There’s no such thing as an experienced juror.
The random selection process ensures that a single person will serve jury duty a handful of times at most. When jurors come to trial, they’re in an unfamiliar setting. Some of them will experience court for the first time, with its formal, argumentative, and time consuming processes.
Are the jurors engaged during the trial? Maybe. But some of them will be tired. Others will be distracted by thoughts of the job and family they’re missing. And what’s their motivation to wrestle with the specifics of the case? There’s no performance bonus, no metrics, no benchmarks. Sometimes the ideal of justice loses out to the pressing realities of life.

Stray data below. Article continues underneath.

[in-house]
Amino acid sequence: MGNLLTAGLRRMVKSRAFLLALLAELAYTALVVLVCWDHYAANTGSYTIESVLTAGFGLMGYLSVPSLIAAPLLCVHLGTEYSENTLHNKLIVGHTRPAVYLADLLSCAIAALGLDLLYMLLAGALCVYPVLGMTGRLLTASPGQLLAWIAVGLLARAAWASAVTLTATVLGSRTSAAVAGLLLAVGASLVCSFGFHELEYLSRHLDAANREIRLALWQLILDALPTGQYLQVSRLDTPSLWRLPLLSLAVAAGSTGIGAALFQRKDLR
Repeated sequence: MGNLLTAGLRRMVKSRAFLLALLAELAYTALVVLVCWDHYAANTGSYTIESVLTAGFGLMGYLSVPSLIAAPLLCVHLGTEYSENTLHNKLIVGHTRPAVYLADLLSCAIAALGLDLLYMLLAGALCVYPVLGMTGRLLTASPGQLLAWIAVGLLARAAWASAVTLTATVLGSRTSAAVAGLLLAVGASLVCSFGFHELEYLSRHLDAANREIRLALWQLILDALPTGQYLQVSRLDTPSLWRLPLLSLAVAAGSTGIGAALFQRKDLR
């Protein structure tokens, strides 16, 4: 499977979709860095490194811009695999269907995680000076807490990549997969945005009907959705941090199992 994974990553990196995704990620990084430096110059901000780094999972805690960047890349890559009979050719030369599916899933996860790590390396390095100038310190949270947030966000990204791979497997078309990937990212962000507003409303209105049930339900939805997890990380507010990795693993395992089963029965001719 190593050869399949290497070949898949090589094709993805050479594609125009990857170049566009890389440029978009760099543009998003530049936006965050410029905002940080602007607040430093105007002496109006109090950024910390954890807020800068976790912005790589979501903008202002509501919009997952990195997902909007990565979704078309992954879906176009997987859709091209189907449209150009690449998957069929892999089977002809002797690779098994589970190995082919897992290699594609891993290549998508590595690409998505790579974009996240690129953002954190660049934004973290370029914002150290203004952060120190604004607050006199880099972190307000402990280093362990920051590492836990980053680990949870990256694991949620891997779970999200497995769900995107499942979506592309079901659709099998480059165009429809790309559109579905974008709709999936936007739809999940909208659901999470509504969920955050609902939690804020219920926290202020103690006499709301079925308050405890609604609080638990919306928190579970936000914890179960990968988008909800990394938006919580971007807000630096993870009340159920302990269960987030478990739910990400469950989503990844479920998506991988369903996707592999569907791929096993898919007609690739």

And then there’s the deliberation room. In addition to downloading the complexity of the case, jurors must work together to make a decision. There’s no guide, no protocol, just personalities. One person wants to wrap it up quickly. Another wants to be in charge, so he needles his fellow jurors, trying to sway them to his opinion. A third wants to flip a coin and go home. Verdicts have been decided on this basis. There’s nothing stopping them from making a random choice.